For small businesses, shipping costs can creep upward quickly. What starts as a few letters and packages becomes a marketing-campaign mailing or an uptick in product distribution. Soon, your shipping costs are multiplying, and you fear there’s no end in sight.
But there are ways to effectively keep those costs in check. Here are four strategies for minimizing shipping expenses without reducing business effectiveness:
1. Outsource Shipping Tasks
Part of the cost of shipping is labor. Even if you’re the one boxing up product samples or addressing envelopes, think about how your time could be better spent. Using a retail solution, such as Staples’, will free you up to focus on business tasks rather than shipping chores.
2. Eliminate Post Office Visits
Small business owners often spend far too much time standing in line at the post office. Skip the hassle and arrange pickup instead. If you have at least one Priority or Express mail item (and no single package weighs more than 70 pounds), the U.S. Postal Service (USPS) will pick up your shipment. And that includes outgoing mail.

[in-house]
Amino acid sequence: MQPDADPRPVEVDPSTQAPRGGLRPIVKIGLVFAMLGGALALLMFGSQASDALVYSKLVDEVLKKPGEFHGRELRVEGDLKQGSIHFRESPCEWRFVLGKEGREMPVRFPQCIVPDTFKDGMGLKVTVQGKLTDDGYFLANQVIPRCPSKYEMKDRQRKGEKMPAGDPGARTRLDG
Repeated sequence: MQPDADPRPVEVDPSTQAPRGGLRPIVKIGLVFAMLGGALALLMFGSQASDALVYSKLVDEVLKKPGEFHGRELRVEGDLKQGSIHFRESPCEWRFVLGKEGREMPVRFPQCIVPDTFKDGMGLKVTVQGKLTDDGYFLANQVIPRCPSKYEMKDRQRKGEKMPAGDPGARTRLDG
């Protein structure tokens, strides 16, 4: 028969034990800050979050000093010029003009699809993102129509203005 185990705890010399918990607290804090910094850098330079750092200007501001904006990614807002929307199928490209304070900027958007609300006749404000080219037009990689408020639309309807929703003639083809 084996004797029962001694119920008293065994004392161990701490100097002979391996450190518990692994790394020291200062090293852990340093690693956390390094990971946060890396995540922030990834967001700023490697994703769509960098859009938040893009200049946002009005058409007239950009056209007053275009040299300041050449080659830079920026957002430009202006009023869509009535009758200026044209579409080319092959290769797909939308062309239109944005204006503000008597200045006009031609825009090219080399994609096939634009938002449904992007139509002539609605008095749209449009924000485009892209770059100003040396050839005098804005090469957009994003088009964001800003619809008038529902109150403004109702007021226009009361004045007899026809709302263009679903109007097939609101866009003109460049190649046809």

3. Create a Shipping Schedule
Some midsize and larger companies streamline shipping by sticking to a schedule for outgoing shipments. You can do this on a smaller scale by choosing one day per week for shipping and then scheduling pickup for that day. That will let you track trends in terms of volume and costs, and subsequently work to reduce expenses based on those trends.
4. Buy Stamps Wisely
Some online services allow you to print postage from your computer, Although this can be a good way to save time, it can also be a bad way to spend your money. Look closely at the types of fees charged for each item, including a basic usage fee, and you might be surprised at how quickly postage adds up. Instead of paying subscription fees, find free online tools, such as the USPS’s Click-N-Ship for Business service.
Shipping costs may be modest for your small business now, but if you’re not careful, they could add up in the future. Take control and streamline your strategies today.
Daniel Lubetzky, the CEO and co-founder of KIND, discovered a hidden opportunity amidst a flood of bad news.
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